Allopregnanolone, also known as brexanolone, is a medication and a naturally produced steroid that acts on the brain.[4][5] As a medication, it is sold under the brand name Zulresso[6] and used to treat postpartum depression.[5][7][8] It is used by injection into a vein over a 60-hour period under medical supervision.[5]

Allopregnanolone
Skeletal formula of allopregnanolone
Ball-and-stick model of the allopregnanolone molecule
Clinical data
Trade namesZulresso
Other namesBrexanolone; ALLO; Allo; ALLOP; AlloP; SAGE-547; SGE-102; 5α-Pregnan-3α-ol-20-one; 3α-Hydroxy-5α-pregnan-20-one; 3α,5α-Tetrahydroprogesterone; 3α,5α-THP
AHFS/Drugs.comMonograph
MedlinePlusa619037
License data
Routes of
administration
Intravenous infusion[1]
Drug classNeurosteroids; Antidepressants
Legal status
Legal status
Pharmacokinetic data
BioavailabilityOral: <5%[3]
Protein binding>99%[1][3]
MetabolismNon-CYP450 (keto-reduction via aldo-keto reductases (AKR), glucuronidation via glucuronosyltransferases (UGT), sulfation via sulfotransferases (SULT))[1][3]
Elimination half-life9 hours[1][3]
ExcretionFeces: 47%[1][3]
Urine: 42%[1][3]
Identifiers
CAS Number
PubChem CID
DrugBank
ChemSpider
UNII
KEGG
ChEBI
ChEMBL
Chemical and physical data
FormulaC21H34O2
Molar mass318.501 g·mol−1
3D model (JSmol)

Side effects of brexanolone may include sedation, sleepiness, dry mouth, hot flashes, and loss of consciousness.[1][5] It is a neurosteroid and acts as a positive allosteric modulator of the GABAA receptor, the major biological target of the inhibitory neurotransmitter γ-aminobutyric acid (GABA).[1]

Brexanolone was approved for medical use in the United States in 2019, with commercial sales expected to begin in June 2019.[5] The long administration time, as well as the cost of US$34,000, have raised concerns about accessibility for many women.[9]

Medical usesEdit

Brexanolone is used to treat postpartum depression in women.[5]

Side effectsEdit

Side effects of brexanolone includs sedation (13–21%), dry mouth (3–11%), loss of consciousness (3–5%), and flushing (2–5%).[1][5][3] It can also produce euphoria to a degree similar to that of alprazolam (3–13% at infusion doses of 90–270 μg over a one hour period).[1]

Biological functionEdit

Allopregnanolone possesses a wide variety of effects, including, in no particular order, antidepressant, anxiolytic, stress-reducing, rewarding,[10] prosocial,[11] antiaggressive,[12] prosexual,[11] sedative, pro-sleep,[13] cognitive, memory-impairment, analgesic,[14] anesthetic, anticonvulsant, neuroprotective, and neurogenic effects.[4] Fluctuations in the levels of allopregnanolone and the other neurosteroids seem to play an important role in the pathophysiology of mood, anxiety, premenstrual syndrome, catamenial epilepsy, and various other neuropsychiatric conditions.[15][16][17]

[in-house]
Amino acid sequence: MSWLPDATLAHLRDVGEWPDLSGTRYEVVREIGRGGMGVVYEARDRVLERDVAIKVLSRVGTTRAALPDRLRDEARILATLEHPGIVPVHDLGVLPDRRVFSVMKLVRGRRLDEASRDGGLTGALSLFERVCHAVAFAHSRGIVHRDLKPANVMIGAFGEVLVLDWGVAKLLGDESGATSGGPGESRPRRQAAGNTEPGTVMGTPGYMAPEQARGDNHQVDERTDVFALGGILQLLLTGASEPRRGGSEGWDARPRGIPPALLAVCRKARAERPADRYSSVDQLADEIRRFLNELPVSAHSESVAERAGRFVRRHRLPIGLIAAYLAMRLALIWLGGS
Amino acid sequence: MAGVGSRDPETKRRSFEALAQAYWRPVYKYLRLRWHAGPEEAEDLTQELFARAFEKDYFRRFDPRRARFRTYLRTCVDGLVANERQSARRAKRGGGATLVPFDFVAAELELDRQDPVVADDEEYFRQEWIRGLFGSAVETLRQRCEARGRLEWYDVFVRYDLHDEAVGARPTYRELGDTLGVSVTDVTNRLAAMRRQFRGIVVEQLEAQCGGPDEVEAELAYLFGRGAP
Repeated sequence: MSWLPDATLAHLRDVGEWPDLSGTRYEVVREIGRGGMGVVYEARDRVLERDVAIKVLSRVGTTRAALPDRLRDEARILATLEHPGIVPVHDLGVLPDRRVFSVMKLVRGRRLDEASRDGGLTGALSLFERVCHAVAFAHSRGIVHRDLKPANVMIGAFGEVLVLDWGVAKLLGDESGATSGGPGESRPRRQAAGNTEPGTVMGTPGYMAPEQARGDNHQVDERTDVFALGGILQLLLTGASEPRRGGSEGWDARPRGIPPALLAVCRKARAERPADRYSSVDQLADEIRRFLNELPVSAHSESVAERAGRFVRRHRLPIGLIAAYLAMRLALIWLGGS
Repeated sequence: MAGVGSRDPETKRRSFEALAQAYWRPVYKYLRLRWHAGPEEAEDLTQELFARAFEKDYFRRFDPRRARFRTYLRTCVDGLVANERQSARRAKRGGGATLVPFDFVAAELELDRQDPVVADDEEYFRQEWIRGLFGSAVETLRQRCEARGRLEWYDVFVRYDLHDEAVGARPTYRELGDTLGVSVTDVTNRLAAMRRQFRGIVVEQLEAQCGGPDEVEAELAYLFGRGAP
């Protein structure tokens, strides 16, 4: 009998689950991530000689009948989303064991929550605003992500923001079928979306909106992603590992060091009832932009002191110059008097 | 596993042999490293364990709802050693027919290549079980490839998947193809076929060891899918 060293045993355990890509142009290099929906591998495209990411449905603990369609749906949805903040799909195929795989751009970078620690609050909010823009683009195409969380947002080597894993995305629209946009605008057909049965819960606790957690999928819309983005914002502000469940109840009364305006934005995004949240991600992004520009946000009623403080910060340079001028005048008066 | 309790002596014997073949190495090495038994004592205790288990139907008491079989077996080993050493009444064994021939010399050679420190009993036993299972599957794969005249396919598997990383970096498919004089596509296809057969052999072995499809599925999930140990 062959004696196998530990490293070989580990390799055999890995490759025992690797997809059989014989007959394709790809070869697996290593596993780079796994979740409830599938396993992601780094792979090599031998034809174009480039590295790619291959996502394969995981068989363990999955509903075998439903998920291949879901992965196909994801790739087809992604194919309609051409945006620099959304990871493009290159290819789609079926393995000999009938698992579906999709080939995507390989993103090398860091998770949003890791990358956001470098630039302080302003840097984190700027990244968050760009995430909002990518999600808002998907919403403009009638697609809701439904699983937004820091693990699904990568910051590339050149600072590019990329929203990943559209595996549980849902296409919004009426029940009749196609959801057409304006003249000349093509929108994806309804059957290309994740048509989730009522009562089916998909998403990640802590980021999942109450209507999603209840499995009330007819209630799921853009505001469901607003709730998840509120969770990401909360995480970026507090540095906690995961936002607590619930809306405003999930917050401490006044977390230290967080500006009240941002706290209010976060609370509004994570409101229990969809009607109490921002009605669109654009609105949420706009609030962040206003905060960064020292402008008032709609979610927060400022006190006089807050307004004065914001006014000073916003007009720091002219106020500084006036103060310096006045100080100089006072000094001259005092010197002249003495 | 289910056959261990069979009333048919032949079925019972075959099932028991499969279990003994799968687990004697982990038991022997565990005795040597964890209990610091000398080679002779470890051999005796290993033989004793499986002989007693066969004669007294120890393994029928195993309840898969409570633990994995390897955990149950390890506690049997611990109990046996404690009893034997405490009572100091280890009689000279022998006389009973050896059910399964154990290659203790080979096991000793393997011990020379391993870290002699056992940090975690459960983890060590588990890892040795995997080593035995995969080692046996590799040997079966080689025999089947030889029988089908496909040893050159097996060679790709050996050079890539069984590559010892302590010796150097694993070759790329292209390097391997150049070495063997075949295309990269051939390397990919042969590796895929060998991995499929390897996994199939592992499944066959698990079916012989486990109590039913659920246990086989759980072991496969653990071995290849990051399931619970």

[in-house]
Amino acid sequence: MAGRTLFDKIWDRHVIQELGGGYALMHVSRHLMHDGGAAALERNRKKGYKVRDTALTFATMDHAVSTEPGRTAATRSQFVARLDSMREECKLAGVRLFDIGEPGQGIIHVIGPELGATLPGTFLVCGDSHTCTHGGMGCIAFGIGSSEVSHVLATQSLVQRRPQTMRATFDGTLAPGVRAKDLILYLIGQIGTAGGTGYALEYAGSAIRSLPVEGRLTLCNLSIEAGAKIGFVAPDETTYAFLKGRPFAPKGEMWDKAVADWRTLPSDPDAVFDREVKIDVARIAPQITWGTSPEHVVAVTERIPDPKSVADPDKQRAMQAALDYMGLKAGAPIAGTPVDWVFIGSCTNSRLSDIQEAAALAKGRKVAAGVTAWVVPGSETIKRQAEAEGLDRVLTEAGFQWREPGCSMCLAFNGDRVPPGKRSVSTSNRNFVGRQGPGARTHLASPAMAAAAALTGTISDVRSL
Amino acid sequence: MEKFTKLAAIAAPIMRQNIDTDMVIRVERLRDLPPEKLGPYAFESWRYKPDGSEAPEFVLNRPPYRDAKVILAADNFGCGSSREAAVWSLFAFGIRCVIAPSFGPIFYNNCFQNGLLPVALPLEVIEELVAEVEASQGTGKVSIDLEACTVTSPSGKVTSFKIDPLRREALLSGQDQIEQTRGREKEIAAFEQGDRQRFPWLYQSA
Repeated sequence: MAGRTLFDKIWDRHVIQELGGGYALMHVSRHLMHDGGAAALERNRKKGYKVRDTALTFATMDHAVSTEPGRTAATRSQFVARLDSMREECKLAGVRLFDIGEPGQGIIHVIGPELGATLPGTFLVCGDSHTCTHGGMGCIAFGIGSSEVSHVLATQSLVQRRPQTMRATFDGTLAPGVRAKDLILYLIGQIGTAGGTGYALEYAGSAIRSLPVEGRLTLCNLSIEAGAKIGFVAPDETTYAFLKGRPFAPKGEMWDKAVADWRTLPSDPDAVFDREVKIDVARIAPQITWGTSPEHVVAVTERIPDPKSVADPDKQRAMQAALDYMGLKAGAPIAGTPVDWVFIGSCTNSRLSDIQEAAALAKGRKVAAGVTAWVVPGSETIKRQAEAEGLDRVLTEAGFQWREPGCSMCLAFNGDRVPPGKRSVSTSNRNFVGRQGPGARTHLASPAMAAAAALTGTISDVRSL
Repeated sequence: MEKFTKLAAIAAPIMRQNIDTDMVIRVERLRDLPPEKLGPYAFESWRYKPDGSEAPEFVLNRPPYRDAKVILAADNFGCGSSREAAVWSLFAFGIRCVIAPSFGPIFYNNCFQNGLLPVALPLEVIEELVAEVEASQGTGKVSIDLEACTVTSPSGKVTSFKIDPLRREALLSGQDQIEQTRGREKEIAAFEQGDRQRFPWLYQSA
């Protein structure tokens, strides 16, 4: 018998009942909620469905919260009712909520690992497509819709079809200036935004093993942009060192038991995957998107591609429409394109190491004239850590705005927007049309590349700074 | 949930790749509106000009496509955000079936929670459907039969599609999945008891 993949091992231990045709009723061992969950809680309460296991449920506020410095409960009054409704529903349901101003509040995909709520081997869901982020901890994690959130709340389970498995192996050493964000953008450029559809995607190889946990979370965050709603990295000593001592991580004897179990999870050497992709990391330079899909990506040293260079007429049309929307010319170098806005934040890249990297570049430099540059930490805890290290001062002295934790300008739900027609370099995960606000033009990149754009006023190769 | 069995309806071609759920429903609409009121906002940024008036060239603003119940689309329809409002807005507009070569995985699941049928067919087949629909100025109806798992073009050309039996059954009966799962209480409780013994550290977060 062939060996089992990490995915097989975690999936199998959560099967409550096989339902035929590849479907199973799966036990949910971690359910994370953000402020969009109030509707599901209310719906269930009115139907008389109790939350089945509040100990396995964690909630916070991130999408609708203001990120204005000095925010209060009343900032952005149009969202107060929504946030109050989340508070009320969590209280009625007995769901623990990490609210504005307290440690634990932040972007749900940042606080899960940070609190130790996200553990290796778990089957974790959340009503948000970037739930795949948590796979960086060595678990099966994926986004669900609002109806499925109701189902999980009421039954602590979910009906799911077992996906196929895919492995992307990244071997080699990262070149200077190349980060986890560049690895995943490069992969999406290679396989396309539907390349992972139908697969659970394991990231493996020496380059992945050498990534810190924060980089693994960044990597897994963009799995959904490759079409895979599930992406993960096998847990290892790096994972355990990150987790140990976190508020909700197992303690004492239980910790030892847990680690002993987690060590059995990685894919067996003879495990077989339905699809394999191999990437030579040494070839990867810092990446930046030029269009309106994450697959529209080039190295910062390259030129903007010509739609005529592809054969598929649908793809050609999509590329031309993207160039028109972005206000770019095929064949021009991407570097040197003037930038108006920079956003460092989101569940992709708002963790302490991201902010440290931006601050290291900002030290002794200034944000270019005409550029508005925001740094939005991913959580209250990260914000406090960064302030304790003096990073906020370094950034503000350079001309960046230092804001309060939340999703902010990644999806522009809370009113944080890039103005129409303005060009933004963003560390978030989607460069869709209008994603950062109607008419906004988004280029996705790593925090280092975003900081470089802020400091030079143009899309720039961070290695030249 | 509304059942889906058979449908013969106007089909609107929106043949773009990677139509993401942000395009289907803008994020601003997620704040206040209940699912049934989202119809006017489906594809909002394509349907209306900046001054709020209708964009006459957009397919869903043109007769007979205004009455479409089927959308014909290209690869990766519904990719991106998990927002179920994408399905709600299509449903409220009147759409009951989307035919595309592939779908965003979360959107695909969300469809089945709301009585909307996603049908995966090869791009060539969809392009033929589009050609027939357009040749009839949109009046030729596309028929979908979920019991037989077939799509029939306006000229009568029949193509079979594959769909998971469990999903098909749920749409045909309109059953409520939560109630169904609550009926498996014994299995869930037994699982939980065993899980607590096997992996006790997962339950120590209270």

During pregnancy, allopregnanolone and pregnanolone are involved in sedation and anesthesia of the fetus.[18][19]

Mechanism of actionEdit

Molecular interactionsEdit

Allopregnanolone is an endogenous inhibitory pregnane neurosteroid.[4] It is made from progesterone, and is a positive allosteric modulator of the action of γ-aminobutyric acid (GABA) at GABAA receptor.[4] Allopregnanolone has effects similar to those of other positive allosteric modulators of the GABA action at GABAA receptor such as the benzodiazepines, including anxiolytic, sedative, and anticonvulsant activity.[4][20][21] Endogenously produced allopregnanolone exerts a neurophysiological role by fine-tuning of GABAA receptor and modulating the action of several positive allosteric modulators and agonists at GABAA receptor.[22]

Allopregnanolone acts as a highly potent positive allosteric modulator of the GABAA receptor.[4] While allopregnanolone, like other inhibitory neurosteroids such as THDOC, positively modulates all GABAA receptor isoforms, those isoforms containing δ subunits exhibit the greatest potentiation.[23] Allopregnanolone has also been found to act as a positive allosteric modulator of the GABAA-ρ receptor, though the implications of this action are unclear.[24][25] In addition to its actions on GABA receptors, allopregnanolone, like progesterone, is known to be a negative allosteric modulator of nACh receptors,[26] and also appears to act as a negative allosteric modulator of the 5-HT3 receptor.[27] Along with the other inhibitory neurosteroids, allopregnanolone appears to have little or no action at other ligand-gated ion channels, including the NMDA, AMPA, kainate, and glycine receptors.[28]

Unlike progesterone, allopregnanolone is inactive at the classical nuclear progesterone receptor (PR).[28] However, allopregnanolone can be intracellularly oxidized into 5α-dihydroprogesterone, which does act as an agonist of the PR, and for this reason, allopregnanolone can produce PR-mediated progestogenic effects.[29][30] In addition, allopregnanolone has recently been found to be an agonist of the newly discovered membrane progesterone receptors (mPRs), including mPRδ, mPRα, and mPRβ, with its activity at these receptors about a magnitude more potent than at the GABAA receptor.[31][32] The action of allopregnanolone at these receptors may be related, in part, to its neuroprotective and antigonadotropic properties.[31][33] Also like progesterone, recent evidence has shown that allopregnanolone is an activator of the pregnane X receptor.[28][34]